What more could we do to prevent veteran suicides? Survey reveals clues
Every day, 20 veterans across America die by suicide—and most of them choose a firearm to do it. New research could guide suicide prevention efforts for veterans and others.
The new survey of veterans who receive mental health care through the Veterans Health Administration finds that 93 percent said they would approve of the VA offering at least one option to address firearm access—such as having health providers ask about veterans’ access to firearms, providing gun locks, or teaching veterans’ family and friends about suicide warning signs and firearm safety.
More than 68 percent of those surveyed said they would be in favor of the VA offering gun locks to veterans who have firearms at home. Eight-two percent thought that there were situations where VA clinicians needed to ask veterans about their firearm access, and only seven percent opposed all such screening.
Three quarters of those surveyed also favored at least one more-intensive effort by the VA to work with patients to voluntarily reduce their firearm access, such as efforts to store or dispose of veterans’ guns, or to help families secure veterans’ guns or gun lock keys.
The results of the survey of 660 veterans polled at five VA centers around the country are published in the journal General Hospital Psychiatry by a team led by Marcia Valenstein, M.D., M.S., of the University of Michigan and the VA Ann Arbor Healthcare System.
Focus on higher risk
In general, veterans are 22 percent more likely to die from suicide than members of the general U.S. population of the same age and gender. The study focuses on the attitudes and views of the veterans most at risk of suicide: those already in treatment for mental health conditions, including drug and alcohol problems.
“Veterans in mental health care are in favor of voluntary programs to reduce firearm access during high-risk periods. This suggests the VA and other health systems should consider working with veterans to develop and implement these programs,” says Valenstein, a professor emerita in the U-M Department of Psychiatry and member of the U-M Institute for Healthcare Policy and Innovation and the VA Center for Clinical Management Research.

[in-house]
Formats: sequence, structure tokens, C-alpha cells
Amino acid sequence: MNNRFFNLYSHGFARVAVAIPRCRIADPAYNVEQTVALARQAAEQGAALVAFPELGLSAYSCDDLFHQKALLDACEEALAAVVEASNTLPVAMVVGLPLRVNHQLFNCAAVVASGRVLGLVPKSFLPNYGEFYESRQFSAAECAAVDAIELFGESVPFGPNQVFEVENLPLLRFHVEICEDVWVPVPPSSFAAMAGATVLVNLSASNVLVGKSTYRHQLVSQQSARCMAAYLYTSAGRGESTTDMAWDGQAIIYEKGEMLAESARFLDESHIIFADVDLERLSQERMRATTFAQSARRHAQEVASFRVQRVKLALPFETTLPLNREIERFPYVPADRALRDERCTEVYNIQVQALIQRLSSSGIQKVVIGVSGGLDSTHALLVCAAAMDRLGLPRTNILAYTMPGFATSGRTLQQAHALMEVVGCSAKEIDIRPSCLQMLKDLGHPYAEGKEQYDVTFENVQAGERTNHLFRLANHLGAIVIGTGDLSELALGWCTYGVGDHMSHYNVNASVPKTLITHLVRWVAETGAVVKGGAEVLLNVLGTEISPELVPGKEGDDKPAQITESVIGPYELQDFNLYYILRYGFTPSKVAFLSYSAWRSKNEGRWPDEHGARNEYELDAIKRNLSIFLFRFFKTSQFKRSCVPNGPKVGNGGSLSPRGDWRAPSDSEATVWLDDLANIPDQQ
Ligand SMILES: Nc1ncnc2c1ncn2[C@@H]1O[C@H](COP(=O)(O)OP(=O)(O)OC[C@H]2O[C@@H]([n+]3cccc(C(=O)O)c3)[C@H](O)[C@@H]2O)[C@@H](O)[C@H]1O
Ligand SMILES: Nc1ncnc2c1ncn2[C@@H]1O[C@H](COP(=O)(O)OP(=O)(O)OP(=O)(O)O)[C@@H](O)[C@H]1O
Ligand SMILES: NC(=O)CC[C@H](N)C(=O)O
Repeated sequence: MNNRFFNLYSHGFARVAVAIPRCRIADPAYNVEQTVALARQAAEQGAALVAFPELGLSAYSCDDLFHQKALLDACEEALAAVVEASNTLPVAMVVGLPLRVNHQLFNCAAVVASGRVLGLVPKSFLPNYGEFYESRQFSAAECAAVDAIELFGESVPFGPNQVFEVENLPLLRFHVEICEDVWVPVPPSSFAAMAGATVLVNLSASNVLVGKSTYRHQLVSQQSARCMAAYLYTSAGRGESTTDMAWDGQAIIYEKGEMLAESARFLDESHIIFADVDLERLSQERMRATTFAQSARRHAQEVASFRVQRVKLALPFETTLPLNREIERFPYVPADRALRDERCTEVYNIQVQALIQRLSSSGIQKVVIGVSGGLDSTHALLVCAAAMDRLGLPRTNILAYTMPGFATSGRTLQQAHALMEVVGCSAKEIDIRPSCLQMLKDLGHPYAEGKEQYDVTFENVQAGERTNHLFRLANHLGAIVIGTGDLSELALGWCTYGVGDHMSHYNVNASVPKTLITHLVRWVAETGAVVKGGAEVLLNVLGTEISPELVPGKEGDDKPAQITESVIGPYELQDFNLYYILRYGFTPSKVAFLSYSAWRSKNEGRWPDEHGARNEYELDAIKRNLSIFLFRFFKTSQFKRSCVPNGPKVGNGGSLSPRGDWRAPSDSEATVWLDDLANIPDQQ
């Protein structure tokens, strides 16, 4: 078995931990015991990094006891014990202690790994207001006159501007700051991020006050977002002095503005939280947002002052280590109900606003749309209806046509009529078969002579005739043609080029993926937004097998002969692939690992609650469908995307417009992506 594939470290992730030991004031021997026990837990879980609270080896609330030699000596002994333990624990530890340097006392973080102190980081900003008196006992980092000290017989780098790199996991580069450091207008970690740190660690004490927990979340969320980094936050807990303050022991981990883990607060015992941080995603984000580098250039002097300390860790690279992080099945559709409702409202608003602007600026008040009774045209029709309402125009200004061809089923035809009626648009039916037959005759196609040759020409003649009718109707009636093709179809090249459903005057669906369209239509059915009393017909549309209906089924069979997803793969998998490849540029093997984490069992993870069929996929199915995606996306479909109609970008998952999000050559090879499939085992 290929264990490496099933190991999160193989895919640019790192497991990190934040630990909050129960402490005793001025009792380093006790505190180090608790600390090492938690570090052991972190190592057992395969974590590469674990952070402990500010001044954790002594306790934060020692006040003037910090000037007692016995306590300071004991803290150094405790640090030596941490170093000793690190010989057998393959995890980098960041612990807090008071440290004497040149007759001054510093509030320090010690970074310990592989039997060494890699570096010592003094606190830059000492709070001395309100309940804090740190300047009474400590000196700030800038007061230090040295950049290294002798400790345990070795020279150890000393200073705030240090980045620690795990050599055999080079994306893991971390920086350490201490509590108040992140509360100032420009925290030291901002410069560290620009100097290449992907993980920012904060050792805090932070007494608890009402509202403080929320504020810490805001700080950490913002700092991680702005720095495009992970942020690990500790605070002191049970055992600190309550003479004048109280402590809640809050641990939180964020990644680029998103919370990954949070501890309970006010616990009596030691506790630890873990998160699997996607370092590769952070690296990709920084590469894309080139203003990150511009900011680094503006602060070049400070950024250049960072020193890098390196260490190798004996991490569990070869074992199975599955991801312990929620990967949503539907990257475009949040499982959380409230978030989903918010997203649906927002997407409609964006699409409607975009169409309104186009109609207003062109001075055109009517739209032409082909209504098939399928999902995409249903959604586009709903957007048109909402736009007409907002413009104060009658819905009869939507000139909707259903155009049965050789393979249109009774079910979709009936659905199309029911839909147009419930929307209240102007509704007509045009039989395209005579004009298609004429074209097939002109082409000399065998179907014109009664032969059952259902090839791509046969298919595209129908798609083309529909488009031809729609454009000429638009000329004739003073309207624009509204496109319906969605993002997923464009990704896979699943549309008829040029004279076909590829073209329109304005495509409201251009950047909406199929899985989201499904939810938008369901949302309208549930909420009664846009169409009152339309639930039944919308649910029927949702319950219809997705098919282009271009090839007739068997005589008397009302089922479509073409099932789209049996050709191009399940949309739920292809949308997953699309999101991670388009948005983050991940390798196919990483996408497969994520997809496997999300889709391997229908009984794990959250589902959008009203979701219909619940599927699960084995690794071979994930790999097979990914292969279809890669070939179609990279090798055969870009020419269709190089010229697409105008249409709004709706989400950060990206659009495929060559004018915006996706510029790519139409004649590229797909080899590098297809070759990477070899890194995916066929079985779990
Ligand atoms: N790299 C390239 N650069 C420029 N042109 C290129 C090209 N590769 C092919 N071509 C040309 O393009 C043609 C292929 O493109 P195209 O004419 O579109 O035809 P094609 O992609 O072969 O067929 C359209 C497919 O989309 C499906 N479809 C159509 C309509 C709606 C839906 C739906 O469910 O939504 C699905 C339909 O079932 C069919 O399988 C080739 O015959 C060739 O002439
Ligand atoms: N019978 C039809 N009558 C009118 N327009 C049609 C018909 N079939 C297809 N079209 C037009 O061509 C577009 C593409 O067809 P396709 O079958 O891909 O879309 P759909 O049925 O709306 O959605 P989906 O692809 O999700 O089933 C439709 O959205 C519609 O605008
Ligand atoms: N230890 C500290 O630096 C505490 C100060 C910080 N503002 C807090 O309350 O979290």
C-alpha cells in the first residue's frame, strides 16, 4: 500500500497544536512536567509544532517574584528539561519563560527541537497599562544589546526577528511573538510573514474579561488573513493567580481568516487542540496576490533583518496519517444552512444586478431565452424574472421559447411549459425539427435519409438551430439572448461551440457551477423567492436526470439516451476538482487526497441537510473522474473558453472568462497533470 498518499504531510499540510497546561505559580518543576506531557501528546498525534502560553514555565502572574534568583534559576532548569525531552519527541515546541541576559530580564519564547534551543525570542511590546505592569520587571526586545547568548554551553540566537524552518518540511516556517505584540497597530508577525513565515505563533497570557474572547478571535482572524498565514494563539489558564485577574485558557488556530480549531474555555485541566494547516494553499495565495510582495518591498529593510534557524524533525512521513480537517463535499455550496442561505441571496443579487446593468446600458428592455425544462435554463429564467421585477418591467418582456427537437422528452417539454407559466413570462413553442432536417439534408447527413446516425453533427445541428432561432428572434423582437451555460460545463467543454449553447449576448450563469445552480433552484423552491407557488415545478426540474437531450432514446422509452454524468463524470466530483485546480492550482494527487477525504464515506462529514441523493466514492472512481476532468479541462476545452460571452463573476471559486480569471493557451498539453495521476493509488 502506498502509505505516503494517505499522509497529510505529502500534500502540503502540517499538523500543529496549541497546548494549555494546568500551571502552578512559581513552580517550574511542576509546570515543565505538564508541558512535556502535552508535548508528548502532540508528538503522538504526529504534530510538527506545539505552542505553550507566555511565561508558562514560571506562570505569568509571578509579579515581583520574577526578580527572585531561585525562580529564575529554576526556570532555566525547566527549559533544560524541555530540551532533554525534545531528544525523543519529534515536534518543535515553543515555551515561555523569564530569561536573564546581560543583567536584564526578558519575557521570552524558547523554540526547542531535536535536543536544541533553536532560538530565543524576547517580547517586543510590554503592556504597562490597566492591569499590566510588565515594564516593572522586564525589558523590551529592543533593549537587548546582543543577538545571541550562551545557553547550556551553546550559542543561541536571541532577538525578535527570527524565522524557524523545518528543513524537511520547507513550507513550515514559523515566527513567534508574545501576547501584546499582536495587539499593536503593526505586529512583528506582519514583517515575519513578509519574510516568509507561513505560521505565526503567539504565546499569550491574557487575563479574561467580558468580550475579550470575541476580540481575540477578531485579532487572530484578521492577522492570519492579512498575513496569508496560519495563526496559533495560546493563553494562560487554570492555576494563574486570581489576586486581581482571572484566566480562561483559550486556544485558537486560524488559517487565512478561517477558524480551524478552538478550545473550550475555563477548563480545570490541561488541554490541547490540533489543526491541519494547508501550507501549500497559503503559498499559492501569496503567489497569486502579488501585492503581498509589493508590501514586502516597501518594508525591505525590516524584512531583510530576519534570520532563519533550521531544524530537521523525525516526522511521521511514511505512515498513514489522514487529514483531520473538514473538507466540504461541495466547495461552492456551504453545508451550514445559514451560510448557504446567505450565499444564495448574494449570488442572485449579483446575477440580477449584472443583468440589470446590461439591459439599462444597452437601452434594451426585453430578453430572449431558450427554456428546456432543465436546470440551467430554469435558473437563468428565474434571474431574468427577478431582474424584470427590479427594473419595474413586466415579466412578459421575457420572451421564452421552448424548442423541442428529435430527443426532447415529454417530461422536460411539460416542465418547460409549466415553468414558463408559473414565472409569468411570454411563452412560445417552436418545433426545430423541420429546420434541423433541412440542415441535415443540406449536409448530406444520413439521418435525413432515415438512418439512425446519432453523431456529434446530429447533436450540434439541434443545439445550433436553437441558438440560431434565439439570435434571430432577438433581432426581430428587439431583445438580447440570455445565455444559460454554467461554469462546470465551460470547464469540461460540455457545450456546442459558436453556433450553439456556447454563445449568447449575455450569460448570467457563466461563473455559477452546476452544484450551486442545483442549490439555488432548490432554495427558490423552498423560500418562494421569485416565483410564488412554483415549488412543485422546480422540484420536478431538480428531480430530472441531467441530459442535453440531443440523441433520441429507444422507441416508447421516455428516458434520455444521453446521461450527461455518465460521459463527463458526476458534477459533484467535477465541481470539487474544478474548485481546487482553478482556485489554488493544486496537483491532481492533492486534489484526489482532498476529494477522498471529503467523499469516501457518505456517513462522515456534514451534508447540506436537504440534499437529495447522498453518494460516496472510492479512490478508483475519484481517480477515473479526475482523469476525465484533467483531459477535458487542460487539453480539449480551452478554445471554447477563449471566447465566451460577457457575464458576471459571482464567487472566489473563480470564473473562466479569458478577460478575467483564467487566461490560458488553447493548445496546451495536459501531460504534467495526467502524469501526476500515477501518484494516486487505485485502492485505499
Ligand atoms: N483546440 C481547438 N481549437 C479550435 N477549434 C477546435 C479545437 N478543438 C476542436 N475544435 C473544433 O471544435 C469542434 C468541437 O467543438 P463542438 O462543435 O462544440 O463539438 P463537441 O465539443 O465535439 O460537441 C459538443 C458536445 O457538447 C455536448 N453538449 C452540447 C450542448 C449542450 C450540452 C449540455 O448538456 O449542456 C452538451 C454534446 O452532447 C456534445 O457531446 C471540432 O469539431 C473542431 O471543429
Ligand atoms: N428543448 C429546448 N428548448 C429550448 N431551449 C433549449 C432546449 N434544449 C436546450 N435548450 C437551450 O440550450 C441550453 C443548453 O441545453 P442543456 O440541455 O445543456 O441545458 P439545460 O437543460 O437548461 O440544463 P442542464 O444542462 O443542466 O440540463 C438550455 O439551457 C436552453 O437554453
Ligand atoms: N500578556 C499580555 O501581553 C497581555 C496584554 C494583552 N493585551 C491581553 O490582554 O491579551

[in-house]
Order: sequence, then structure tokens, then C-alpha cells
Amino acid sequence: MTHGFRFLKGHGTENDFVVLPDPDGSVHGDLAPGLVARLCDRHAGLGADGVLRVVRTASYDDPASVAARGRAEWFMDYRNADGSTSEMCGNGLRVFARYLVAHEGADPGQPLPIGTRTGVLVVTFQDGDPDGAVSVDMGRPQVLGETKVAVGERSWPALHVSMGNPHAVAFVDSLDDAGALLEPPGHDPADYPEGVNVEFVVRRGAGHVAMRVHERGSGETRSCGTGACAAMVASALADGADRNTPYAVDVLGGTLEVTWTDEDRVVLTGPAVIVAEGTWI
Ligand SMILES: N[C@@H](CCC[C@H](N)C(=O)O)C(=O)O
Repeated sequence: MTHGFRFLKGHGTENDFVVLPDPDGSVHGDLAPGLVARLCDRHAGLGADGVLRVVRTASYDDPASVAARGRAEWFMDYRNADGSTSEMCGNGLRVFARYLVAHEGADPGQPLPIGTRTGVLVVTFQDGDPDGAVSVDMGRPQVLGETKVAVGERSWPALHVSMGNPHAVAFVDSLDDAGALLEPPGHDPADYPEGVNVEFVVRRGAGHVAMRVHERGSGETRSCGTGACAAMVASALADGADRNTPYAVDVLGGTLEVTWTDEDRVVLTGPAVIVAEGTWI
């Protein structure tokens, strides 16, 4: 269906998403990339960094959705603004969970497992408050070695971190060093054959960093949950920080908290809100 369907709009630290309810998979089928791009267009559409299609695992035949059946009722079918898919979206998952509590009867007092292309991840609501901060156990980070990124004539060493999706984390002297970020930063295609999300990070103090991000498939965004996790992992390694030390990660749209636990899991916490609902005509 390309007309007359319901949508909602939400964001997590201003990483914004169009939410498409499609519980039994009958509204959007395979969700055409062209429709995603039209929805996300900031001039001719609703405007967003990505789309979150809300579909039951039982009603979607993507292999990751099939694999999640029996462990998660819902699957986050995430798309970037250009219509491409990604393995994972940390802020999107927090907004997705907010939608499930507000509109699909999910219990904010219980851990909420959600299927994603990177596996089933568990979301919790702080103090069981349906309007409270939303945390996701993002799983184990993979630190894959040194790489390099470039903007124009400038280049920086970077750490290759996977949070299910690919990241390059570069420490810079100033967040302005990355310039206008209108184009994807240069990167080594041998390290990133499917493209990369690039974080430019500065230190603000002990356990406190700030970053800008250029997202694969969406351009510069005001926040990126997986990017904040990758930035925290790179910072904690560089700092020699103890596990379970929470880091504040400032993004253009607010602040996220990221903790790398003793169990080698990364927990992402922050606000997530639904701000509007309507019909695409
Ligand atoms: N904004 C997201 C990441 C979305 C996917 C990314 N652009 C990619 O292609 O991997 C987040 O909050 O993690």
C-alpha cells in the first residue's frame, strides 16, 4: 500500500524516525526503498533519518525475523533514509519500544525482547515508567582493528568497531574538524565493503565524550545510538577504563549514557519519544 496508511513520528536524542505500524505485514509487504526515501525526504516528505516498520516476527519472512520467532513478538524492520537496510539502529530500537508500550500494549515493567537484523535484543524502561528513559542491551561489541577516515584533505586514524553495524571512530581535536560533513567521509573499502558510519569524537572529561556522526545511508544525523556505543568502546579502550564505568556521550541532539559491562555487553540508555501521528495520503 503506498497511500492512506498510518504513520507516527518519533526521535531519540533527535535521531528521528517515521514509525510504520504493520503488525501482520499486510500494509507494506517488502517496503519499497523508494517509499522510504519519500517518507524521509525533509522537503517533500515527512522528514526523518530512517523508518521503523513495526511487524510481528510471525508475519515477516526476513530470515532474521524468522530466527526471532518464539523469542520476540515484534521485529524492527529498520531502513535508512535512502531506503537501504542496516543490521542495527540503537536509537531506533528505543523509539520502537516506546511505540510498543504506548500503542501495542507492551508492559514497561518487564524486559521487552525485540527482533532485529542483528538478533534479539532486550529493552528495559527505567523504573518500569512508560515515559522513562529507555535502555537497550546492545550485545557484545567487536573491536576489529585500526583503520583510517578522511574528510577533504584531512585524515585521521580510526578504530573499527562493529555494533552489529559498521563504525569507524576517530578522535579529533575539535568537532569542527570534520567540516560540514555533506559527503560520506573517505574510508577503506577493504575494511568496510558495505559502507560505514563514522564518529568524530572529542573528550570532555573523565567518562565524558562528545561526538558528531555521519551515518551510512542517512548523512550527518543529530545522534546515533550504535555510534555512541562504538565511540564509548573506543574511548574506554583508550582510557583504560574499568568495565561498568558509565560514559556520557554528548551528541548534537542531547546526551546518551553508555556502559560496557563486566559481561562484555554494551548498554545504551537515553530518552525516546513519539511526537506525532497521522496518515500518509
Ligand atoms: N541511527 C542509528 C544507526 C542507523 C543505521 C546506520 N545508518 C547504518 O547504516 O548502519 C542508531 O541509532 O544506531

What’s more, she adds, “Half of veterans in mental health care indicated if they were suicidal, they would participate in interventions that would substantially limit their own access to their firearms.”
Veteran gun owners’ opinions
The higher rate of gun ownership among veterans, compared with non-veteran Americans, is related to the higher rate of suicide, say the authors.
More than 45 percent of the veterans surveyed said they had a firearm in their own home, and they were somewhat less likely than non-firearm owners to support the measures discussed in the survey.
Even so, 82 percent said they would be willing to take part in some sort of program that addressed their access to firearms, and two out of three of them said they might or would be open to the VA offering storage and disposal options that might limit their access to those guns during times when they might be at higher suicide risk.
As Valenstein explains, “Voluntarily reducing access to these firearms during high-risk periods for suicide, such as periods of increased mental health symptoms, after serious personal setbacks, or particularly at times when suicidal thoughts or plans emerge, may reduce veteran deaths.”
Message to clinicians at the VA and beyond
Valenstein worked with colleagues from U-M, Northeastern University and West Virginia University on the study—including Matthew Miller, M.D., M.P.H., Sc.D. of Northeastern’s Bouvé College of Health Sciences, who has studied firearm-related attitudes and practices among veterans and other groups.
“This study should allay providers’ concerns about screening for safe firearm practices, both within the VA and beyond,” says Miller. “There is nothing barring you from asking, and no reason to think that any other population will be less open to these questions than veterans. The results from this survey show that the vast majority are open to conversations about firearm safety, and may well appreciate it.”
The findings are especially timely given recent activity on Twitter and beyond among physicians and other health providers, using the hashtag #ThisIsOurLane. Veterans are increasingly being cared for by health providers outside the VA system, making the new findings important for non-VA providers too.
“Not only are clinicians saying this is our lane, but patients recognize that it’s in our lane,” Miller adds. “Given veteran’s openness to discussions about their guns and, moreover, to interventions that, by reducing access to guns during high risk periods, do more to prevent suicide than any other clinical intervention known, the current study reinforces the professional clinical duty to engage in these conversations. And to continue to learn how to do so effectively. It’s obligation that we can’t dismiss.”
Valenstein and Miller both note that additional research is needed to understand which firearm-related practices and programs would be most effective at reducing the veteran suicide rate. This could lead to evidence-based guidelines for providers and health systems to follow.
In the meantime, they recommend that healthcare and mental health providers, and others such as clergy and social service providers, take an online course called Counseling on Access to Lethal Means, or CALM, offered by the Suicide Prevention Resource Center.
M. Valenstein et al, Acceptability of potential interventions to increase firearm safety among patients in VA mental health treatment, General Hospital Psychiatry (2018). DOI: 10.1016/j.genhosppsych.2018.10.010